The sun sets on winter solstice. As of this night, the days will get longer, the nights shorter. I can’t visualise or comprehend the dance of suns and planets that creates this transition. Like my ancestors, I am content to be awed at the mystery: “The sun is born!”
Even if I did understand, I would refuse to sacrifice the awe. Rather, I would quote the retired star in C.S. Lewis’ book The Voyage of the Dawn Treader, who replies to a young boy’s comment that “in our world a star is a huge flaming ball of gas”. The star says: “Even in your world, my son, that is not what a star is but only what it is made of”. My family has been caught, this year, in the solstice mystery; this web of stars and planets and the earth’s ongoing drama of an old pattern dying and a new one being born. In our own eclectic way, we have joined in weaving the web, spinning a ritual between three such unlikely anchor points as: the realm of insects, the chocolate fundraiser at my daughter’s school, and the winter solstice.
First strand: insects
It is no accident that I’m seeing vast galactic dances mirrored in the small and delicate tapestry of a spider’s web. I have been drawn into a slow but inexorable shift in attitude towards the realm of insects. Our family has had a mixed approach to these small co-residents of the planet. Crickets and mantises have spent time in the house as honorary pets, and my daughters enjoy watching the antics of beetles and caterpillars. Spiders are respected. Some live around our windowsills and we observe their web building, fly catching and baby hatching exploits with interest. Others, such as wolf spiders and white tails, we catch under a drinking glass and deport outside. Even the insects we have categorised as ‘animals we are at war with’, such as mosquitoes and ants, get a murmured apology as they are slapped or vacuumed up.
I have been comfortable with this state of affairs, but was recently brought up short by my youngest daughter and my own anathema insect; the cockroach. I grew up in Asia, where we had very big cockroaches that sometimes poured out of drains in hordes, and at one point in their cycle, flew. Ever since, I have nursed a deep and abiding horror of cockroaches, no matter their size or sub-species. But when I found a wee cockroach in our bathroom, and told my children to step back so I could flush it down the toilet, my three year old, (who can catch and deport a bug as well as anyone) said: “No Mumma! You have to take it outside so it can find its Mumma and Daddy!” I stopped in my tracks, my personal fetish crumbling under the undeniable fact that cockroaches also have mummies and daddies. I took it outside.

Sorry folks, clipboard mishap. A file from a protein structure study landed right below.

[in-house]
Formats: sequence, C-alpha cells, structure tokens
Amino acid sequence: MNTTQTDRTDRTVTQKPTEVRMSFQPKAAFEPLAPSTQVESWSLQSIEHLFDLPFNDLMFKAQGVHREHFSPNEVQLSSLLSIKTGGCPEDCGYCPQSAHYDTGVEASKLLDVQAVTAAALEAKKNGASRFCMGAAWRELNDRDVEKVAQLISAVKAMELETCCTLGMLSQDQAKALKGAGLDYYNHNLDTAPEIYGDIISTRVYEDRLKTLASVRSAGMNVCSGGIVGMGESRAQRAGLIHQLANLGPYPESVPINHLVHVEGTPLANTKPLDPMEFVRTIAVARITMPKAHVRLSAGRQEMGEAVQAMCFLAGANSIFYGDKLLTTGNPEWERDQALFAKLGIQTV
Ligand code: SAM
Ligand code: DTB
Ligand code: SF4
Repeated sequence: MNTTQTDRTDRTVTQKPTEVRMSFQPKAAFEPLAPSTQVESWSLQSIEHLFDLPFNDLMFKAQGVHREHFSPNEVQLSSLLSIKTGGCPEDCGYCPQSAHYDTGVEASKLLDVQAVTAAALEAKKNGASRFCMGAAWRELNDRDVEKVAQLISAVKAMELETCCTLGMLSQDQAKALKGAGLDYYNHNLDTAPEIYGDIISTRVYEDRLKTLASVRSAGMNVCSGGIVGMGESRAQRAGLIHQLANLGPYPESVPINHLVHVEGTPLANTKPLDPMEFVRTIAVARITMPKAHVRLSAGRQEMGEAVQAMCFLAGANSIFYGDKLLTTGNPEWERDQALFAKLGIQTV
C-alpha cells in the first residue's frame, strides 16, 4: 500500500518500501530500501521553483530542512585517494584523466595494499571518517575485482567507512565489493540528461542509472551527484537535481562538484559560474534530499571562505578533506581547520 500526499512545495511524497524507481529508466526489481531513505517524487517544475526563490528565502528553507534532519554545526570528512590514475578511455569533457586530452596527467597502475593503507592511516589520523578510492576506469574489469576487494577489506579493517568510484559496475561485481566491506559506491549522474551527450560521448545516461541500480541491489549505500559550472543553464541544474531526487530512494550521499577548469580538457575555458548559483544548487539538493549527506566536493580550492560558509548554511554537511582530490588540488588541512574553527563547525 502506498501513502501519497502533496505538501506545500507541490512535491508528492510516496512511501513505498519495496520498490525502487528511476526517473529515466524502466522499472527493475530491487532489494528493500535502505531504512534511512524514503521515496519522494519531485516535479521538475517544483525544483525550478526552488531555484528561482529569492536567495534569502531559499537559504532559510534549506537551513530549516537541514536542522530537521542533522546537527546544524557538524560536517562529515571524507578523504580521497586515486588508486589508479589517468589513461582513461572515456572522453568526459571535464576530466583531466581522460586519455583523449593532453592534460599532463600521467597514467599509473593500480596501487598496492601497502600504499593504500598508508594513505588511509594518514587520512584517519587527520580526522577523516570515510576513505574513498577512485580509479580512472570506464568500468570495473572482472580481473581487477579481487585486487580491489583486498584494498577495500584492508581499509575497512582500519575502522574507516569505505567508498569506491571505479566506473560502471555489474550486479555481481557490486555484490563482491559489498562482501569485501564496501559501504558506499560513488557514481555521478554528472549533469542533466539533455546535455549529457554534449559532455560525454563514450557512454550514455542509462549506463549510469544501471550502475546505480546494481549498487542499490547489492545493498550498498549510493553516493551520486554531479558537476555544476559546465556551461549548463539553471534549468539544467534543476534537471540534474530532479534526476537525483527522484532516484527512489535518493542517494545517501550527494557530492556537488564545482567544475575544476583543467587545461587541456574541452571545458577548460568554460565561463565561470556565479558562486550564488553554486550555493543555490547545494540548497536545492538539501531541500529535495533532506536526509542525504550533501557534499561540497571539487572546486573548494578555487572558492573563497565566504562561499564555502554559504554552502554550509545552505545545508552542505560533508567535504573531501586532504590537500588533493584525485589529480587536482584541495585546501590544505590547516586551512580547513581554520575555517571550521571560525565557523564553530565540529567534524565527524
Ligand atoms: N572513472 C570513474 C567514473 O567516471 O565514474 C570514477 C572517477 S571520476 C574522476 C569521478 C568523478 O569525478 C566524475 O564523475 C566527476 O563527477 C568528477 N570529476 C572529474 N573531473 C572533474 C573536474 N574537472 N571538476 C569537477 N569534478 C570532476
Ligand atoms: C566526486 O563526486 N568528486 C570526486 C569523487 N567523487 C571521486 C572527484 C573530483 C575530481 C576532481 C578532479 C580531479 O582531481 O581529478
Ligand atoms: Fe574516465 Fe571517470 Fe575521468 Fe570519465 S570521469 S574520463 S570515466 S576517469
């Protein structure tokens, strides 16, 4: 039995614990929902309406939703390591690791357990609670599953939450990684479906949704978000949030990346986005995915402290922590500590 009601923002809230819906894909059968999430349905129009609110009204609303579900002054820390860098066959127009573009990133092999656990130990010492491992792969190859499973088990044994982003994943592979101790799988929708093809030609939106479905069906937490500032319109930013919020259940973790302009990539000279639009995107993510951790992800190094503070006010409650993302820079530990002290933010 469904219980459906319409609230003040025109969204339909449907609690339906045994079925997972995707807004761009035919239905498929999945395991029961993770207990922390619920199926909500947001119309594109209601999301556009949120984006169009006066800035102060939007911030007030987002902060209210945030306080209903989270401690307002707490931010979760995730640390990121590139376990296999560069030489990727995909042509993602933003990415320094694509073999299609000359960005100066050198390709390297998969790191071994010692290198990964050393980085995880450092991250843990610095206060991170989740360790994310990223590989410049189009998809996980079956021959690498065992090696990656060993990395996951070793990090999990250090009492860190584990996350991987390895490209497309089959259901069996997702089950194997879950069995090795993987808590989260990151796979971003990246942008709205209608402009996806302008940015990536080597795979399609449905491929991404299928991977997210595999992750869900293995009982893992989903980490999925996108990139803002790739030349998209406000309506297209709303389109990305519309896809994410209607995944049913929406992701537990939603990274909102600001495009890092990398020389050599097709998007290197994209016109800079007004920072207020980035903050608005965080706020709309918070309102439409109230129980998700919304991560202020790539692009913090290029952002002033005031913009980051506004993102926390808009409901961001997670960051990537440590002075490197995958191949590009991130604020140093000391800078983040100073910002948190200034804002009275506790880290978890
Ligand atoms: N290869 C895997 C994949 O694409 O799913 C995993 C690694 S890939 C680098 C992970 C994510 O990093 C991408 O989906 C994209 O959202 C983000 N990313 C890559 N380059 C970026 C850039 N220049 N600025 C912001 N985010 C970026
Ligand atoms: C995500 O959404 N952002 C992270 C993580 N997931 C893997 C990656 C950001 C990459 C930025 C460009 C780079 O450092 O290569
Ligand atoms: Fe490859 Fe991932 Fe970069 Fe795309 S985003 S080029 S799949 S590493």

So I was primed for the moment when, wandering the local library, I pulled out The Voice of the Infinite in the Small; (Re-Visioning the Insect-Human Connection) by Joanne Elizabeth Lauck. I took it home, and found that I had stumbled onto one of those rare and wonderful books that delves to the template below our day to day actions and starts rearranging things. Lauck’s book is about insects’ intriguing and remarkable capabilities and lives, their enormous importance to a healthy ecological balance, and their connection to humans both directly, and as archetypes. We of the technologically sophisticated West tend to perceive insects as pests or threats, and quite alien from ourselves. In this book we are asked to step back and consider the ways cultures around the world and back through time have perceived insects, and to be open to a shift or myriad small shifts in perspective that might make a crucial difference to what kind of earth we bequeath our children.
Some of the stories Lauk tells about people’s communication with insects gets into a level of thinking outside my comfort zone. However, like many people, I have had experiences that fall into the category of ‘inexplicable’, so I suspend my disbelief and read on. But I think most people would find beauty in the very different ‘lens’ through which we are invited to see the insects of our planet – not as pests, or even ‘mini-beasts’ – but as unique characters in their own right, upholding their sphere in the balance of nature and the language of symbols.